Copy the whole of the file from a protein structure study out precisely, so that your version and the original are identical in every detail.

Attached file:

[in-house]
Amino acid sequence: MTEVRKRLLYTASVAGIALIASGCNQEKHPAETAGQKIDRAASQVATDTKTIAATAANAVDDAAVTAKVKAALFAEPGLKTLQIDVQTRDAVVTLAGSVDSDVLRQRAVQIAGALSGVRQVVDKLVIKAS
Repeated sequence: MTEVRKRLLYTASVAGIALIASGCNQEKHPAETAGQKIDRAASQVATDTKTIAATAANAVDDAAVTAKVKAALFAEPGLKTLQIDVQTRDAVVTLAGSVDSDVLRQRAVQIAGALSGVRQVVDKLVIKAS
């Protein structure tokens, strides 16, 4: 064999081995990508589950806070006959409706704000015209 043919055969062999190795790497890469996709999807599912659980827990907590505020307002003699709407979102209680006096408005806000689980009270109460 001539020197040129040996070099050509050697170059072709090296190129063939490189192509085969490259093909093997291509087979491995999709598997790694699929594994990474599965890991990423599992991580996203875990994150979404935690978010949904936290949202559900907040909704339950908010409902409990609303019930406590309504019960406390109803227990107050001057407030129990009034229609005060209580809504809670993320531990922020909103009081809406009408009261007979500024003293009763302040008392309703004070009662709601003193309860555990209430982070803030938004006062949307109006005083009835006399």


[in-house]
Amino acid sequence: MTEVRKRLLYTASVAGIALIASGCNQEKHPAETAGQKIDRAASQVATDTKTIAATAANAVDDAAVTAKVKAALFAEPGLKTLQIDVQTRDAVVTLAGSVDSDVLRQRAVQIAGALSGVRQVVDKLVIKAS
Repeated sequence: MTEVRKRLLYTASVAGIALIASGCNQEKHPAETAGQKIDRAASQVATDTKTIAATAANAVDDAAVTAKVKAALFAEPGLKTLQIDVQTRDAVVTLAGSVDSDVLRQRAVQIAGALSGVRQVVDKLVIKAS
């Protein structure tokens, strides 16, 4: 064999081995990508589950806070006959409706704000015209 043919055969062999190795790497890469996709999807599912659980827990907590505020307002003699709407979102209680006096408005806000689980009270109460 001539020197040129040996070099050509050697170059072709090296190129063939490189192509085969490259093909093997291509087979491995999709598997790694699929594994990474599965890991990423599992991580996203875990994150979404935690978010949904936290949202559900907040909704339950908010409902409990609303019930406590309504019960406390109803227990107050001057407030129990009034229609005060209580809504809670993320531990922020909103009081809406009408009261007979500024003293009763302040008392309703004070009662709601003193309860555990209430982070803030938004006062949307109006005083009835006399």